Malaysia will willingly import radiation

Posted on June 11, 2011. Filed under: Pollution |

-The Nation-

In the June 8 Nation, we read about Fraser’s Hill in lovely Pahang state in neighbouring Malaysia.

However, Pahang may not be lovely much longer. While Fukushima is making daily headlines (and making the public more aware of, and fearful of radiation), and as Japan unwillingly continues to export radiation – with Seattle receiving airborne radioactive particles – lovely Pahang plans to open a rare-earth element (REE) refinery. It plans to import radioactive ores from an Australian mine, and in perpetuity store onsite the radioactive waste. That is also a threat for Thailand. The smart Australian government has refused the return of the radioactive waste.

Admittedly the radioactive thorium 232 in REE ores and waste emits only weak alpha particles that cannot even penetrate paper. However, when breathed in or swallowed through contaminated water, they destroy DNA and cause malignancies. The full life of thorium 232 is 28 billion years. Still more worrying is that the REE refinery will also bring uranium-loaded REE from Malawi. An ill wind from the south containing any escaped thorium 232 or uranium would surely radiate Thailand.

Pahang state and Thailand would also have a further worry. China, which controls 95 per cent of world REE production, each year produces more than five times the amount of waste gas, (including deadly fluorine, radioactive radon and sulphur dioxide) than the total flared annually by all miners and oil refiners in the US. Along with that 13 billion cubic metres of gas comes 25 million tonnes of wastewater laced with cancer-causing, DNA-damaging heavy metals such as cadmium. Malaysia plans to refine one-third of China’s output of REE, with not a mention of this so far from the operating company, nor Pahang state officials.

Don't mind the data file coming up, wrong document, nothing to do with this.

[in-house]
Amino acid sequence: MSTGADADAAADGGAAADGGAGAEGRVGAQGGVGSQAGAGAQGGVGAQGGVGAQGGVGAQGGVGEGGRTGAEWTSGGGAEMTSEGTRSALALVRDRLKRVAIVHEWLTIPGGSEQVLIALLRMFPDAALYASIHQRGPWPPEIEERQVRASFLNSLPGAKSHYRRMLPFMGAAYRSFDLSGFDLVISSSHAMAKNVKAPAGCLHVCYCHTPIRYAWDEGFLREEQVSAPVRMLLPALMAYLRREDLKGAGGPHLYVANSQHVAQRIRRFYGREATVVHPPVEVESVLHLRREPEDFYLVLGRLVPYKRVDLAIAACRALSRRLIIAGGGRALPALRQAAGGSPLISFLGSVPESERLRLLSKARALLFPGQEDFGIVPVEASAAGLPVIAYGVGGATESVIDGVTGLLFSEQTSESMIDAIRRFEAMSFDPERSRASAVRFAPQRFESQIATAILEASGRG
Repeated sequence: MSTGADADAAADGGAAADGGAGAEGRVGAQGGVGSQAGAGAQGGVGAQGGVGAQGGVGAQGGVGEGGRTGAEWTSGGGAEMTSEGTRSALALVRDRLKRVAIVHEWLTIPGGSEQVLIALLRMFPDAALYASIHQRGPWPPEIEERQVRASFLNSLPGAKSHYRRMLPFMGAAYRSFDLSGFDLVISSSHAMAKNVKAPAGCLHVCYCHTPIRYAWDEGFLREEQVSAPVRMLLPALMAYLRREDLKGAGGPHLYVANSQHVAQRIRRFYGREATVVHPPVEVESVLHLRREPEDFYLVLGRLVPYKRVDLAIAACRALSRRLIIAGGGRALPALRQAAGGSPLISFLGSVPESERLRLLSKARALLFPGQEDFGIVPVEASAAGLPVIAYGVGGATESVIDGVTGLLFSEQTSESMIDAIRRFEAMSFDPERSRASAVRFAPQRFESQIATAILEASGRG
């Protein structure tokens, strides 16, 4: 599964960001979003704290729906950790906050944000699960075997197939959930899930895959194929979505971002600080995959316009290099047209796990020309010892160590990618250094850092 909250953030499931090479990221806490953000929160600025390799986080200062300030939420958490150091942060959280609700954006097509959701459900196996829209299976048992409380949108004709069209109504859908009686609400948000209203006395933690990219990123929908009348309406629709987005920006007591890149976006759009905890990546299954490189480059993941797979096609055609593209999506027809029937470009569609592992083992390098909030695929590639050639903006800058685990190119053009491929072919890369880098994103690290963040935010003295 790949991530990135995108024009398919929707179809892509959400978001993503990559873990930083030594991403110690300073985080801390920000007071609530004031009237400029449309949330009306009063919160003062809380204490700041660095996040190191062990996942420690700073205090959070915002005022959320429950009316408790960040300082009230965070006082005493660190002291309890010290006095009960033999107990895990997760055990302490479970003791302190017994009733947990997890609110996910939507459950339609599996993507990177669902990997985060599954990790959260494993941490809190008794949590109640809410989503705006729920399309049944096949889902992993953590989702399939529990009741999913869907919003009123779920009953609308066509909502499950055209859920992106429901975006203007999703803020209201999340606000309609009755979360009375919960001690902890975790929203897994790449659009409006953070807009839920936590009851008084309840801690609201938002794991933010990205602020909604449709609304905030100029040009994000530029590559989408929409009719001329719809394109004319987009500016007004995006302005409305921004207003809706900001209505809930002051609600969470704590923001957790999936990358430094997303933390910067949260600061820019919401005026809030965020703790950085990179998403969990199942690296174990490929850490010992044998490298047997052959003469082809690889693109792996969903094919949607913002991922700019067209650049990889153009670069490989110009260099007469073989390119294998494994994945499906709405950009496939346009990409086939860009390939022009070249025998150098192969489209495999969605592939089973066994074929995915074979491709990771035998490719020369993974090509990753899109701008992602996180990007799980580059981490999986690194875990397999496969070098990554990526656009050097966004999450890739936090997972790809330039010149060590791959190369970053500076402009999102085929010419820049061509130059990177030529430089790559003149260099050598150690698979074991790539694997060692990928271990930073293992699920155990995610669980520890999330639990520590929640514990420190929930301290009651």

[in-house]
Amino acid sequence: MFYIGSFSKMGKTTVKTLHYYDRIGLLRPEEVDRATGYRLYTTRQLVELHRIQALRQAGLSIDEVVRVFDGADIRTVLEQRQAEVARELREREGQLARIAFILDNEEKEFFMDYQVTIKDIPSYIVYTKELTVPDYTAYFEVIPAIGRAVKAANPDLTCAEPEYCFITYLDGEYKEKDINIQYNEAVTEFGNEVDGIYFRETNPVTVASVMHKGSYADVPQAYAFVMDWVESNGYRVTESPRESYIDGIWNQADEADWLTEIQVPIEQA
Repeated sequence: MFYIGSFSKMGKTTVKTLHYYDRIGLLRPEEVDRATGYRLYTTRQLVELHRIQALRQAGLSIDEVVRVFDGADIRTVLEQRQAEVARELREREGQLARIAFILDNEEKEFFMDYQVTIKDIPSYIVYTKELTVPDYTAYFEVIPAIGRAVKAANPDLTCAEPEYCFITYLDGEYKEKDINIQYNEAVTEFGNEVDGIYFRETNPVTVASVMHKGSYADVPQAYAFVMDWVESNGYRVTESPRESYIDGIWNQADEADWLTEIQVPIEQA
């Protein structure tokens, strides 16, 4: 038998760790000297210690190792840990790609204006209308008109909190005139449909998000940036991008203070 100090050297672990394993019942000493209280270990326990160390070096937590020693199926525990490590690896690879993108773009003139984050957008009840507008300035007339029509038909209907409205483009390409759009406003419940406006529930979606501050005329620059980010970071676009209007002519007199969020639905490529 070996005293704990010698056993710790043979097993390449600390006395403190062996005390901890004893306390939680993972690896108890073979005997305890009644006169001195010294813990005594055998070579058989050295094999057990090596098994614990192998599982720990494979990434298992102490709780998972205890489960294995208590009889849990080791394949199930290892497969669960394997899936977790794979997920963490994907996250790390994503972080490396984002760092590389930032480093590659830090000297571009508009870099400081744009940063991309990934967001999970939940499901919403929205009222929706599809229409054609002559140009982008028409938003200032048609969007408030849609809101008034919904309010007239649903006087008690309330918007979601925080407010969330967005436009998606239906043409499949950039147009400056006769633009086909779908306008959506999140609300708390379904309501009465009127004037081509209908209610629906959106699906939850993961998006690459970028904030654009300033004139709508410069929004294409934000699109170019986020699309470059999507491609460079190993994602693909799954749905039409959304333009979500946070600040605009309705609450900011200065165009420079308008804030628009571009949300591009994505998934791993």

The Australian mining company tried to sneak this in under the radar, with no environmental or health studies. This subterfuge was necessary as Malaysia is still trying to clean up, 10 years after shutting down a previous REE refinery in the same state. Malaysians have rightly started mass protests, after The New York Times exposed these goings-on.

Some higher-ups seem hell-bent on toxifying Malaysia and its neighbours, almost forever, for what? A kickback?

Maybe there is needed a quiet word in the ear of the Malaysian ambassador to Thailand from the Thai counterpart.

Thomas Turk

Vienna

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